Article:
This original farmhouse was built circa 1814 for Robert Megowan. The home faced what was then Winchester Road, and is today East Third Street. It was a 2-story, 3-bay l-shaped common bond brick house with a limestone foundation in the Federal style of architecture, just when the Greek revival style was becoming popular. The farmhouse was purchased by John and Emily McCracken from James Megowan in 1846. The home is historically significant as one of the oldest farmhouses within the city limits, and among the oldest in the East End. Follow this link to the house's National Register of Historic Places form for a more detailed history and description of the home.
Garrett Wilgus, a prominent brick mason and builder, bought it and remodeled it between 1855 and 1871, adding the west wing and center block first, and then a 1-story 3-bay Gothic porch and the east wing in the 1870s. Garrett Wilgus was a nephew of Asa Wilgus, who built the Pope Villa on Grosvenor Avenue for Senator John Pope. Asa Wilgus may have built the original house for Robert Megowan, as the woodwork in the original room to the left of the hall displays similarities to woodwork in the Pope House.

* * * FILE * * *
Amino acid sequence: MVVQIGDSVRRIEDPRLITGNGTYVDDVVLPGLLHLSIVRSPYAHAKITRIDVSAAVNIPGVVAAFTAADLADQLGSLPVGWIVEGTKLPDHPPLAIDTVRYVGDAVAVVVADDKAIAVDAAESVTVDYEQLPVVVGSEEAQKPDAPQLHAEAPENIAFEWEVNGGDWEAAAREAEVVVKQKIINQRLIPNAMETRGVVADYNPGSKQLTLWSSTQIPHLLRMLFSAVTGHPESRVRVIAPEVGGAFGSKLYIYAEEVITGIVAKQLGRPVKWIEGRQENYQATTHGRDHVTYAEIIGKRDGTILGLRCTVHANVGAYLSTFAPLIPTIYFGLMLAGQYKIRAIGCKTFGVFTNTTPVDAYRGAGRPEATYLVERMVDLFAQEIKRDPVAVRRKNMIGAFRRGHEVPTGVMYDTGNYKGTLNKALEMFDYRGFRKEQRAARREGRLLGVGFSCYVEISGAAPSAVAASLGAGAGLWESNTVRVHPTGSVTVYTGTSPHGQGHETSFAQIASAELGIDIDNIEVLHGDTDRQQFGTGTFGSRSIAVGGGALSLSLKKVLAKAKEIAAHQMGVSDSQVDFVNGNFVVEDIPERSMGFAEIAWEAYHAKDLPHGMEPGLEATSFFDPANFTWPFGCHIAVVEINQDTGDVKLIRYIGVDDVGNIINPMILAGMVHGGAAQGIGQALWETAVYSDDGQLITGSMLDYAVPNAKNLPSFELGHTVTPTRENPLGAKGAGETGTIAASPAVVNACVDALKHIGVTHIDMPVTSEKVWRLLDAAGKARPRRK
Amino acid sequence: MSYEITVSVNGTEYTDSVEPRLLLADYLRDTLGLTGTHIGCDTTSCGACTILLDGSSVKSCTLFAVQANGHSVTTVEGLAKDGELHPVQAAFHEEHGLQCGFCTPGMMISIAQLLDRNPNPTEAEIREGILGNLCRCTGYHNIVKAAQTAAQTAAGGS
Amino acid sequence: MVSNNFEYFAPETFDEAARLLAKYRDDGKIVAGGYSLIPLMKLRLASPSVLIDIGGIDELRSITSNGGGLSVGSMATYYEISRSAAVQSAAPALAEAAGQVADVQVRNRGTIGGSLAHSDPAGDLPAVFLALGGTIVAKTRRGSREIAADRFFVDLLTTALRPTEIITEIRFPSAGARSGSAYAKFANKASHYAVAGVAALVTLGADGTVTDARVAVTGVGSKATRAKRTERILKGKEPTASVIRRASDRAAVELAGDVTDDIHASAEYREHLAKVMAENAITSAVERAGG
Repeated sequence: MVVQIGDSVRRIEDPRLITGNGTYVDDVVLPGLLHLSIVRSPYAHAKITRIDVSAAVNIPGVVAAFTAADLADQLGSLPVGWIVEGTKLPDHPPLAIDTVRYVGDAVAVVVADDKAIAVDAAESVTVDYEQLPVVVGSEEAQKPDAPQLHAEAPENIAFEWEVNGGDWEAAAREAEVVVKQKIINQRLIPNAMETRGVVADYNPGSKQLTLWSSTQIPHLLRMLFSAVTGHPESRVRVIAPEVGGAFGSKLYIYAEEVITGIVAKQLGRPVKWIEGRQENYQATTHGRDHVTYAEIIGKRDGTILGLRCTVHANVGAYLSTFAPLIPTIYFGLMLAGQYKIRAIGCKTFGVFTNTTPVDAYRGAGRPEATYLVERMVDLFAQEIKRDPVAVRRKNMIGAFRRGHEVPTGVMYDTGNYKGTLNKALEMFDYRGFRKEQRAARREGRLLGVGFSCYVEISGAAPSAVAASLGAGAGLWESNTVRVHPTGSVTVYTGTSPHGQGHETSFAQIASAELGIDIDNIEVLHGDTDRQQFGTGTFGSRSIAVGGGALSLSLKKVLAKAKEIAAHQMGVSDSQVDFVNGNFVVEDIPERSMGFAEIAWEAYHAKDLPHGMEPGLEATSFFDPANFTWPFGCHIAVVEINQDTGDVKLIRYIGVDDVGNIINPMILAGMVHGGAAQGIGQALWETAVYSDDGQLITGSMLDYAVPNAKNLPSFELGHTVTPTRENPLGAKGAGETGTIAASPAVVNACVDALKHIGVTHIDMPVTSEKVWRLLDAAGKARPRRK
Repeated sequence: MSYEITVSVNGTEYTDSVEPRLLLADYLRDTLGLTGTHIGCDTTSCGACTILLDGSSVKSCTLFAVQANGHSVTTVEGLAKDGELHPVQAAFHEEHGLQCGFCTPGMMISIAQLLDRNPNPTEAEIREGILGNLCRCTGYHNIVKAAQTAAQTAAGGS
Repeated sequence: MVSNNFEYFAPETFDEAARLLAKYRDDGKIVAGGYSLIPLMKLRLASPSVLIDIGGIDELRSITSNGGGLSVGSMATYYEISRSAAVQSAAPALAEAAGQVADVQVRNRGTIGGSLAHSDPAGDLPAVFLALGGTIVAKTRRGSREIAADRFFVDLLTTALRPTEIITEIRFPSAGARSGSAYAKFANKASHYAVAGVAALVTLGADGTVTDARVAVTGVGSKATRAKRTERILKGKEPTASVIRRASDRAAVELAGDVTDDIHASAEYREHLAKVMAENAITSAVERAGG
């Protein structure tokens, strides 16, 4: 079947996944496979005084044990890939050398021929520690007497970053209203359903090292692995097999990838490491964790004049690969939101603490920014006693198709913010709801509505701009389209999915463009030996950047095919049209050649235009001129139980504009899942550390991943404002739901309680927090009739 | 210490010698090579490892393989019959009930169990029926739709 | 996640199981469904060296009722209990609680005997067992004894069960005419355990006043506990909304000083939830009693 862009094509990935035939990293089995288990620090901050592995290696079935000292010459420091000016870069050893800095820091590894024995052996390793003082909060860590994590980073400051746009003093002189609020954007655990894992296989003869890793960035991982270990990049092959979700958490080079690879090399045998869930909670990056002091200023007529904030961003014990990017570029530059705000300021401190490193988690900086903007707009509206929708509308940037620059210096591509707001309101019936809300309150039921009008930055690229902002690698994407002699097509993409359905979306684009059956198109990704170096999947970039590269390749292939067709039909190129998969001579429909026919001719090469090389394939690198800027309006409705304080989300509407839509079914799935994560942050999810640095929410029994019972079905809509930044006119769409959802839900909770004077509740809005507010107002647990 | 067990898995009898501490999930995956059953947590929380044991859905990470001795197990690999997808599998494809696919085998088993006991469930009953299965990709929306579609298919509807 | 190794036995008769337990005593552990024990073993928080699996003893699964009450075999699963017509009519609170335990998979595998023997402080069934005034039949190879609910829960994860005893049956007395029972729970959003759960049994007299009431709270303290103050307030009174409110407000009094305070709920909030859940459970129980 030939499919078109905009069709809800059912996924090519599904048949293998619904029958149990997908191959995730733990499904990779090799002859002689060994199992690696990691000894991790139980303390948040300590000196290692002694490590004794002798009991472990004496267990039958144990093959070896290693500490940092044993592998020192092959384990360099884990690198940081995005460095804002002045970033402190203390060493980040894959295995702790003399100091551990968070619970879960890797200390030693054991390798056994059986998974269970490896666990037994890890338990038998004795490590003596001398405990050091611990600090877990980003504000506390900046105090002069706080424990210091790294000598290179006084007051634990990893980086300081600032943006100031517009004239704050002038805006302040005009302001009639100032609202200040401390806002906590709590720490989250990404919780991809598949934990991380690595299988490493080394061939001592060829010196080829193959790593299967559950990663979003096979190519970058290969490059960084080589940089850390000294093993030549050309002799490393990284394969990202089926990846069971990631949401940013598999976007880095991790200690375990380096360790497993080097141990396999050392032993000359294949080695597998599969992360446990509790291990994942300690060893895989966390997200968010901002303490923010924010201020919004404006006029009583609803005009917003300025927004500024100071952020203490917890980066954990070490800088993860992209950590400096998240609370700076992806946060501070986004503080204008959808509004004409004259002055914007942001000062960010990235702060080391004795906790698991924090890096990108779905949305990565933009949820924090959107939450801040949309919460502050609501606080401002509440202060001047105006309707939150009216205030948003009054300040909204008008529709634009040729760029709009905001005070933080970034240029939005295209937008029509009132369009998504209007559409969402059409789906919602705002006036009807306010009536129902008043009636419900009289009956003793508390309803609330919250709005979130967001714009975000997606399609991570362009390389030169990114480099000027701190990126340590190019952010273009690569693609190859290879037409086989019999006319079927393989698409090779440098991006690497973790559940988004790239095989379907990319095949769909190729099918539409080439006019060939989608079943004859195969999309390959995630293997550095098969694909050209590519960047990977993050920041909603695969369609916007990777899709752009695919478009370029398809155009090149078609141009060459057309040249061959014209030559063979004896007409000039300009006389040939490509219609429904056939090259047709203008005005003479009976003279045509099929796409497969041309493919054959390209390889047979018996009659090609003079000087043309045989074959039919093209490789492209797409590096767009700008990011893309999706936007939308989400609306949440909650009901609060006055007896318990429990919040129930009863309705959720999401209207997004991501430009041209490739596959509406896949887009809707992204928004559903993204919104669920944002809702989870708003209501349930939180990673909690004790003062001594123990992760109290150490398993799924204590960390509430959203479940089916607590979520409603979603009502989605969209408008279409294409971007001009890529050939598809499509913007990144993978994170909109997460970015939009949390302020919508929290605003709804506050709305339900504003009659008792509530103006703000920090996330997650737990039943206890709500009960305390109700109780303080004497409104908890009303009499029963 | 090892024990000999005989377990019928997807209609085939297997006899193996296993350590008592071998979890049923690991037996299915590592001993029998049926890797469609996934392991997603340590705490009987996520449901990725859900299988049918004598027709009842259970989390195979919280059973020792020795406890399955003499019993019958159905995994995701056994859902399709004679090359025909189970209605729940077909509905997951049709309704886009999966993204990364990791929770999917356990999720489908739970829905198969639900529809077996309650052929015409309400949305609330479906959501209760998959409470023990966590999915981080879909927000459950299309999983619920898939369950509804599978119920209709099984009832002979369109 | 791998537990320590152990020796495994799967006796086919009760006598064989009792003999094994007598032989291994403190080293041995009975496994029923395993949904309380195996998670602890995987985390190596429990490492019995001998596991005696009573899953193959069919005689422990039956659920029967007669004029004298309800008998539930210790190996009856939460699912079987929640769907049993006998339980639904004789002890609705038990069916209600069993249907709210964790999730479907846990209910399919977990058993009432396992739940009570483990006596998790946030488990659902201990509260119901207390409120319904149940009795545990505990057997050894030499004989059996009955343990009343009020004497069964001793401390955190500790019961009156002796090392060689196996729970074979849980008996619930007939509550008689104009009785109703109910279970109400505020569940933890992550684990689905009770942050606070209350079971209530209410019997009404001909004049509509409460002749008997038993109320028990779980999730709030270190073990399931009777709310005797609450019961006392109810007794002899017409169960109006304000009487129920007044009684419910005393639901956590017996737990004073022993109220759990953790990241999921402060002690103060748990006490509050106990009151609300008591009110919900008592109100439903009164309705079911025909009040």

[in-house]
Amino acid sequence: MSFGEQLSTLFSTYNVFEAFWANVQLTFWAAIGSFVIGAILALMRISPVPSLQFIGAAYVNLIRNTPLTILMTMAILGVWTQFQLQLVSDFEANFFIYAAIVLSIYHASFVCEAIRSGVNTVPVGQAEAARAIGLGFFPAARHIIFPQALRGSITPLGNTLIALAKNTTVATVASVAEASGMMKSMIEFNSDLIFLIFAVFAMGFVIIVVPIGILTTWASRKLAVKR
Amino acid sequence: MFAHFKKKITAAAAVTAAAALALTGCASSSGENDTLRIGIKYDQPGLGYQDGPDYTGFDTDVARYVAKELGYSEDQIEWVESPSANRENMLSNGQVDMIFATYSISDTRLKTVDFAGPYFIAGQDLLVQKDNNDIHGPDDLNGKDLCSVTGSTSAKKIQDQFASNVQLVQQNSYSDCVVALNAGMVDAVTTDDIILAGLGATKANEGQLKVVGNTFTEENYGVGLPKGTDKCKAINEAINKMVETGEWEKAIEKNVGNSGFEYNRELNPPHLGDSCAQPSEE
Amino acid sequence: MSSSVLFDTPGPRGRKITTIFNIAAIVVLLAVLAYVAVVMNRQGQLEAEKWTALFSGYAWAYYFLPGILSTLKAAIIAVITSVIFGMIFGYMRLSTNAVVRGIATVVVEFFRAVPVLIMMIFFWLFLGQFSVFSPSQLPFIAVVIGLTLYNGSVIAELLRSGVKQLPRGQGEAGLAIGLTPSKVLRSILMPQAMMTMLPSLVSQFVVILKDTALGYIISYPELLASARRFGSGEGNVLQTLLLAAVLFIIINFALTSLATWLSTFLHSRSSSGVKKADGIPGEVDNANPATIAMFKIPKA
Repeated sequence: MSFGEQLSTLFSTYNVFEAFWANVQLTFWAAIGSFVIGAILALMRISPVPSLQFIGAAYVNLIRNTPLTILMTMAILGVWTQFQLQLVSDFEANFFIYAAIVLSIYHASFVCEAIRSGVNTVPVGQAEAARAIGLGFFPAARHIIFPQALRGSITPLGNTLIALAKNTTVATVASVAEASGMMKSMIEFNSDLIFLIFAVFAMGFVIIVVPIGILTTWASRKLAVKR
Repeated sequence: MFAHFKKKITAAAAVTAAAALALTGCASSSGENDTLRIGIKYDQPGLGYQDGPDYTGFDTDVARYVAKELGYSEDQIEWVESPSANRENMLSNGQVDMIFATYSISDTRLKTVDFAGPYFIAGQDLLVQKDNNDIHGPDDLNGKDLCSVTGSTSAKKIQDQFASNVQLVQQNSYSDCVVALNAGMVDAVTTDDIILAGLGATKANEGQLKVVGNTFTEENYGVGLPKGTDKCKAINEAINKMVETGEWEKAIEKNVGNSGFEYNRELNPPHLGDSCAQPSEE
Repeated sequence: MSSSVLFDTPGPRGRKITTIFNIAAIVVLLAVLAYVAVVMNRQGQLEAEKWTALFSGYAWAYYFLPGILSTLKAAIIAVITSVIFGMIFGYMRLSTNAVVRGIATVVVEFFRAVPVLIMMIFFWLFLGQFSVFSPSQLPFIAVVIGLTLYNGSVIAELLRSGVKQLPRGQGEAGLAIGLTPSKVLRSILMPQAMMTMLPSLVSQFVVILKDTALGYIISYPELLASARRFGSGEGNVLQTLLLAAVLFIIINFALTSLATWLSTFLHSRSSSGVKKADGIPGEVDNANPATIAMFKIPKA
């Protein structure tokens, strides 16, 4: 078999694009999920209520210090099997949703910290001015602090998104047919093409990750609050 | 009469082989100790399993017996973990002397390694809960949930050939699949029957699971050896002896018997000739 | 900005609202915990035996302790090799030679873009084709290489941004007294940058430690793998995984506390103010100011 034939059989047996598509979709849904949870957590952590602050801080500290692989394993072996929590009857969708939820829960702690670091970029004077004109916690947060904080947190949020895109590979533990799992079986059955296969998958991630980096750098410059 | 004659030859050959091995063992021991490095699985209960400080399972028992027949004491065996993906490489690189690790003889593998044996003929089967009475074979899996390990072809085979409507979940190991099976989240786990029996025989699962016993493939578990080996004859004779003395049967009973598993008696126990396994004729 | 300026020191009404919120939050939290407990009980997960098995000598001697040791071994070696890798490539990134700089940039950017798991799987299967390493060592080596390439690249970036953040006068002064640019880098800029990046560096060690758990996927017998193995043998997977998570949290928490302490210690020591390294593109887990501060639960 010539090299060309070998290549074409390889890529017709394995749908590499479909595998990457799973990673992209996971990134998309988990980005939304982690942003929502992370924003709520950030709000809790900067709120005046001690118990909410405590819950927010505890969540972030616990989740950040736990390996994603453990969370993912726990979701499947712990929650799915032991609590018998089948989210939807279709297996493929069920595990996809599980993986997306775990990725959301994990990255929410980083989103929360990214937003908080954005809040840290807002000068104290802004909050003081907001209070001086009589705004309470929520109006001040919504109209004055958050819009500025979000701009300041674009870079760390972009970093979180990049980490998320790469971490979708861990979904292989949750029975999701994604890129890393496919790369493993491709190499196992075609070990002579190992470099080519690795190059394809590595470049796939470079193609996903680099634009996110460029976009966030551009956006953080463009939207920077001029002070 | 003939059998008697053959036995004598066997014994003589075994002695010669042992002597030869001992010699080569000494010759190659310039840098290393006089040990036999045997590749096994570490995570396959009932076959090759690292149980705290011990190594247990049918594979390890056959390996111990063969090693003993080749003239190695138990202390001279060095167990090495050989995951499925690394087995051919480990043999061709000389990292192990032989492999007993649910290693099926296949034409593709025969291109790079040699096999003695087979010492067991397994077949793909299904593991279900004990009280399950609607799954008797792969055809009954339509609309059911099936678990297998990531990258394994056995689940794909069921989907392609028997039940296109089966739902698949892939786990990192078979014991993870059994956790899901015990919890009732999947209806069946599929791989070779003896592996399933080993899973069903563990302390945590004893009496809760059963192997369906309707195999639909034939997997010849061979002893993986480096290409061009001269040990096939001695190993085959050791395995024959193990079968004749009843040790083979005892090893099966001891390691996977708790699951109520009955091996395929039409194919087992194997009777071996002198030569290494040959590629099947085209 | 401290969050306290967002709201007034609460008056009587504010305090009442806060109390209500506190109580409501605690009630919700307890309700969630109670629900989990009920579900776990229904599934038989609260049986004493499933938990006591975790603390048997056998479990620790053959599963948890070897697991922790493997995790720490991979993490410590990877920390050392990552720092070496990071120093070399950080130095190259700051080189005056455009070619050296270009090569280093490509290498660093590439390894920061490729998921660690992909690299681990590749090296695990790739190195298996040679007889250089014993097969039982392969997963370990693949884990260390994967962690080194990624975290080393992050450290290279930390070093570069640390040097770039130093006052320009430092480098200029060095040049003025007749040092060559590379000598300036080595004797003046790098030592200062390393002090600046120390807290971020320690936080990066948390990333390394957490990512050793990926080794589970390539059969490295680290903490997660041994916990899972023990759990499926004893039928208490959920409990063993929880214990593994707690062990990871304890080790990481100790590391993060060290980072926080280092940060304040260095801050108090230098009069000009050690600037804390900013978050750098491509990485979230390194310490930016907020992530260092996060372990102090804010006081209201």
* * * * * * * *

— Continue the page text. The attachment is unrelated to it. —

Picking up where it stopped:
In 1886 Wilgus sold twelve residential building lots to Martha West, who in turn sold them to Amanda Barkley. He thus joined George B. Kinkead and William Gunn in creating room for Black residents in the East End. In the 1890s, after the deaths of Wilgus and his wife, Agnes Monk, the house was occupied by his heirs.
In 1901 its 22 acres were subdivided. Wilgus Street was opened in 1906, and the house was listed on the National Register of Historic Places in 1978.